November 24, 2018 weblog
Drone standards get a first set and lasting nod as helpful guide
From taking pictures of crops, to delivering food and medical supplies to monitoring natural disasters, drones are becoming an increasingly important feature of daily lives, helping to transform businesses and industries.
Drones are in the news month after month, however, for good and bad tidings—some stories talk about the unmanned aircraft systems with fear and trembling if turned into weapons of destruction. Other stories turn to the rich potential of drones in crop monitoring and online commerce. Both sides agree that drones are here to stay.
Back in September, an article in Bloomberg pointed out that "the Drone Age is now just around the corner, making it high time to prepare for the numerous safety challenges it will pose, according to Airbus SE."
Technology in and of itself cannot be argued as good or evil. All in all, you want to avoid throwing the baby out with the bath water. The important perspective to maintain is that expressed earlier this year in Forbes, when it quoted a Huffington Post blog from Daniel Burrus. "Technology can give you cancer, and technology can cure your cancer. So it's not about whether technology is good or bad; it's about what we decide to do with technology that matters."
One of the important things we can do is see to it that the drones receive the benefit of at least safety standards. That wish is fulfilled this month. The news is that the first how-to-keep-it-safe standards for drone have been unveiled. The draft standards for operations are global standards.
They are in the form of a draft set by the International Organization for Standardization (ISO). The standards were developed after several years of collaboration among standards institutions. Charlotte Jee, who writes the tech newsletter "The Download," MIT Technology Review, pointed out they were not only for maintaining safety but to help ensure drone operators are held accountable.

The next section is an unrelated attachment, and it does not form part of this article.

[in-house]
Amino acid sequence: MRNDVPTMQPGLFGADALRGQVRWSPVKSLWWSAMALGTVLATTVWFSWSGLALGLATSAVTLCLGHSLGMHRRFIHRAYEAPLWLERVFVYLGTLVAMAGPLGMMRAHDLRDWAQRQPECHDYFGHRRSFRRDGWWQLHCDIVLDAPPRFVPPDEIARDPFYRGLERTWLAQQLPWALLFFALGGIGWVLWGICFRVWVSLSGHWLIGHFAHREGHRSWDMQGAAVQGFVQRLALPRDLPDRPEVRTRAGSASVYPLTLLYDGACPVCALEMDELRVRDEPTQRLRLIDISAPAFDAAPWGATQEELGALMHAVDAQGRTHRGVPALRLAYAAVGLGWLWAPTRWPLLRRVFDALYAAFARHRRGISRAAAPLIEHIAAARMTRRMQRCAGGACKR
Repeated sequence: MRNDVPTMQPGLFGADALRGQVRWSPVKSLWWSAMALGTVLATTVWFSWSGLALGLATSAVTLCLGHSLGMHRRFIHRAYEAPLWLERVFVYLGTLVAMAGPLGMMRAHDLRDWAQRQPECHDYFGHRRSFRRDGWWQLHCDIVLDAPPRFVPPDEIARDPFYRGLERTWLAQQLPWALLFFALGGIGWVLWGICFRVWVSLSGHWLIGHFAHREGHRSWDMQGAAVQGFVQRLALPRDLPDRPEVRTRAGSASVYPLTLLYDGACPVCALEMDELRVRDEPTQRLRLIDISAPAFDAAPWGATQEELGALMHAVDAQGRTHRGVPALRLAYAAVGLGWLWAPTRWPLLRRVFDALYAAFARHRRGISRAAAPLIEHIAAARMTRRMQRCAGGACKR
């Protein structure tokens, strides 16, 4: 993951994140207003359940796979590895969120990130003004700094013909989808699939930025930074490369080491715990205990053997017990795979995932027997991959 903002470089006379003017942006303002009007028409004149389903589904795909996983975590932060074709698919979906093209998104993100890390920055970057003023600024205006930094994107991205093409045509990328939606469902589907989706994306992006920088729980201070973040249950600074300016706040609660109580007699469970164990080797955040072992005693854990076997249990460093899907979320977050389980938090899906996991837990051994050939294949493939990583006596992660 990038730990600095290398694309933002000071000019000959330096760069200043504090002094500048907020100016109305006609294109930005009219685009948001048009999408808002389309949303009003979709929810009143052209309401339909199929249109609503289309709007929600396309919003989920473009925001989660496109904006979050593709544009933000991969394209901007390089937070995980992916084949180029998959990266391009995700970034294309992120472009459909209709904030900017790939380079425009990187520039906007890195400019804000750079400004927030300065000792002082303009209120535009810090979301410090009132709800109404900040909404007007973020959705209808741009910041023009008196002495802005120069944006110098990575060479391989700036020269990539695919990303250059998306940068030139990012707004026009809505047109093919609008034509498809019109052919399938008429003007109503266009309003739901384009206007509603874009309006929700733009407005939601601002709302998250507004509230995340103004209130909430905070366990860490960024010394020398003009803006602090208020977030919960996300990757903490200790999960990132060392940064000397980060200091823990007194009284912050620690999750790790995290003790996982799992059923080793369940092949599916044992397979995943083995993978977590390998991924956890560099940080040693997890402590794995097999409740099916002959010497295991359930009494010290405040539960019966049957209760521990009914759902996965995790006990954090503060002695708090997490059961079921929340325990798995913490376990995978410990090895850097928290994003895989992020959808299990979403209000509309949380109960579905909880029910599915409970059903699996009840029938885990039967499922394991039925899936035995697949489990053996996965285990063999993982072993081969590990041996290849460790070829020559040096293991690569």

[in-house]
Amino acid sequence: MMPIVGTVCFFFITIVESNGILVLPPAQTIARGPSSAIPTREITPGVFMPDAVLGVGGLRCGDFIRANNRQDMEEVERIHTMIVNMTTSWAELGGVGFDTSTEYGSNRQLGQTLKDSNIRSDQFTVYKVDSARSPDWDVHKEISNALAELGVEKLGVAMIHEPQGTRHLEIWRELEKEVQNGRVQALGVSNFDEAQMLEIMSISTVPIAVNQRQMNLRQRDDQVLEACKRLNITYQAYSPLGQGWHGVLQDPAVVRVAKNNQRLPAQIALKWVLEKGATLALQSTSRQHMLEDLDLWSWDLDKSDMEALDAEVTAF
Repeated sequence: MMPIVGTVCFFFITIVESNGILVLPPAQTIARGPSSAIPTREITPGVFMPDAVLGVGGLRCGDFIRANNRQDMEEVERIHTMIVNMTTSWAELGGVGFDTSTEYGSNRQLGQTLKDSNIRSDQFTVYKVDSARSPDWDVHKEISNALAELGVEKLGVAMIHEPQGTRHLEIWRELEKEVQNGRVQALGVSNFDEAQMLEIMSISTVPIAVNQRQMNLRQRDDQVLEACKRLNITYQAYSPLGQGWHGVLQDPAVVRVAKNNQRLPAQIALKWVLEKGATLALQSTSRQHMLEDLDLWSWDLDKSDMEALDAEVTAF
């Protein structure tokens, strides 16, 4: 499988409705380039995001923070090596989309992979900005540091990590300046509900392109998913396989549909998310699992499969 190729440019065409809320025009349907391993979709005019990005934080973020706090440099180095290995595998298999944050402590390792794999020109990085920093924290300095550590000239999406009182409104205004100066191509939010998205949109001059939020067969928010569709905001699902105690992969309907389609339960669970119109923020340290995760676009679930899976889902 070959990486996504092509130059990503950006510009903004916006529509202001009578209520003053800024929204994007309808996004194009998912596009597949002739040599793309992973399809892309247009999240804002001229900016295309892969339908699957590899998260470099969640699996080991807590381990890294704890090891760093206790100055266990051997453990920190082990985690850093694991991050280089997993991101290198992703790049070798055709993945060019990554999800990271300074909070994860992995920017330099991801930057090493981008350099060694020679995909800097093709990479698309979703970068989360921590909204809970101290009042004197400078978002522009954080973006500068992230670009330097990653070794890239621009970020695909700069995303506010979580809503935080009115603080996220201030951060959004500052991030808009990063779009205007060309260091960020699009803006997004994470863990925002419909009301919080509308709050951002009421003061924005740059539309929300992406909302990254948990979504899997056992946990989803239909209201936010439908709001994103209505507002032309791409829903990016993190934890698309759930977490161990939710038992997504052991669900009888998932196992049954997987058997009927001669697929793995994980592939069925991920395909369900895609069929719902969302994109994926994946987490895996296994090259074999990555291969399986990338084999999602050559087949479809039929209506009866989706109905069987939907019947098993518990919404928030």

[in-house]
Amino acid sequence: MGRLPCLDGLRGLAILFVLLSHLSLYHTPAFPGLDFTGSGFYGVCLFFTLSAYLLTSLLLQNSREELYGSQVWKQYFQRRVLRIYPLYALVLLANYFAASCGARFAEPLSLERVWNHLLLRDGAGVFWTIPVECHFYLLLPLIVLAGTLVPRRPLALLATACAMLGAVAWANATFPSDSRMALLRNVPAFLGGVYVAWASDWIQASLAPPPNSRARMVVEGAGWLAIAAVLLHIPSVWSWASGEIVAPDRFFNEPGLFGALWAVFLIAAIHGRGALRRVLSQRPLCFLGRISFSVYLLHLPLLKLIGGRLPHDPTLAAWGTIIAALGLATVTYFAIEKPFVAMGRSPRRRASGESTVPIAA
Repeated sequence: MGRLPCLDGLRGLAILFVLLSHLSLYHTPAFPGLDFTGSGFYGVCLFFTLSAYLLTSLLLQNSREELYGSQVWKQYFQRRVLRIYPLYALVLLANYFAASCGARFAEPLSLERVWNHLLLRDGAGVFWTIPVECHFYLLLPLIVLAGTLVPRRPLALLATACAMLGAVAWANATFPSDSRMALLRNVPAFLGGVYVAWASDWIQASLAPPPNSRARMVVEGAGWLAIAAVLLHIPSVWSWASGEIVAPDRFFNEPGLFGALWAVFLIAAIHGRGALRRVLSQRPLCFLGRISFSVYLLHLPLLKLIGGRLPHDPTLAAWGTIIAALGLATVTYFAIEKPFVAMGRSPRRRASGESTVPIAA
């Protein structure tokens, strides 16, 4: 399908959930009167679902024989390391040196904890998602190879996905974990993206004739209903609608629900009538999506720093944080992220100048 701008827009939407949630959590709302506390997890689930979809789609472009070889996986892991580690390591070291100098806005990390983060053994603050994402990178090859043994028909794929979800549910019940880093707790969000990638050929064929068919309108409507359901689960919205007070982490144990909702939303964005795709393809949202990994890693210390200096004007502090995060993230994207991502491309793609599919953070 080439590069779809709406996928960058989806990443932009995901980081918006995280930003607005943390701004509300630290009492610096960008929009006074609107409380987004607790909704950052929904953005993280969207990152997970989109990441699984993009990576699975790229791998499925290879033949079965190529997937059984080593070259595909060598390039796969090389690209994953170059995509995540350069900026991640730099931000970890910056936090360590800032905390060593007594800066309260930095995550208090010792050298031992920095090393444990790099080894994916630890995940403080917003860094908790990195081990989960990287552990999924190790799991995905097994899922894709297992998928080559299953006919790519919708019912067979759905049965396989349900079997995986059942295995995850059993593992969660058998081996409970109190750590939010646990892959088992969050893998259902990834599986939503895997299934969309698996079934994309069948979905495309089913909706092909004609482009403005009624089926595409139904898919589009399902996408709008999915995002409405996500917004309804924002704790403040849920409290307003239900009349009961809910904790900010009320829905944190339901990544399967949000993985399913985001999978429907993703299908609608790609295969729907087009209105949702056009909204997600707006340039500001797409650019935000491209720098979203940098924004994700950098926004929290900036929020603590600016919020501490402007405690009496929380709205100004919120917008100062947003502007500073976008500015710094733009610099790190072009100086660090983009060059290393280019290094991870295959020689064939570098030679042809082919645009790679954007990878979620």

Looking at the standards topics, they are to cover a wide scope of drone aspects. She said the draft set was for public consultation, open until January 21. "The standards are expected to be adopted worldwide later next year."
So, what's inside?
Here is a brief rundown of the topics covered in the standards set, thanks to the article in "The Download." (1) "no-fly zones" so that the drones keep a needed distance from airports or sensitive locations. (2) geo-fencing technology to stop flights in restricted areas (3) flight logging, training, and maintenance (4) operator regard for privacy and data protection (5) a fail-safe means of human intervention for drone flights.
The standards address accountability for drone operators.
Matthew Field in The Telegraph noted that the standards would be calling on flyers, for example, to keep drone hardware and software up to date.
If one were to put all this in a bottle, you could call it, in the words of Open Access Government, a new 'etiquette' for drones.
The scope attends to no-fly zones, local regulation, flight log protocols, maintenance, training and flight planning documentation. The open access government site appeared to be heartened over the development of the concepts of geo-fencing and "counter-drone technology," as regards 'rogue' drone use.
Those interested in the future of drone safety requirements can anticipate more good standards news in the future. The Thursday launch is just the beginning, as there are more standards sets to come. Three more sets will go deeper into technical specifications, manufacturing quality and traffic management, said Jee.
Robert Garbett led the ISO working group responsible for the global drone standards.
What does that mean, though, that the standards are for public consultation? For who, really? According to The Times of Israel public consultation means "with drone professionals, academics, businesses and the general public being invited to submit comments by January 21, 2019."
The UK is one part of the globe that recently expressed concern over drones and their safety future. Jee referred readers to an article in the Financial Times where the head of the UK's air safety board said that half of air traffic incidents now involved drones. Matthew Field in The Telegraph reported that "Amateur drone pilots have also come close to causing mid air collisions with commercial aircraft."
With that said, you might ask if the industry is groaning under the weight of the news that there are rules which will govern their practices? Not at all; in fact Open Access Government said, "organisations throughout the world are galvanised to adopt drone technology against a new background of reassurance on safety and security." They quoted Garbett. "My conversations with drone buyers, manufacturers, users and the wider public indicate that these Standards are warmly and enthusiastically welcomed by all."
Meanwhile, in the UK, Field said government planned to introduce rules that "pilots of drones of more than 250g in weight to take a dedicated online safety test with the Civil Aviation Authority or face up to a £1,000 fine." The new pilot requirements come into force next year.
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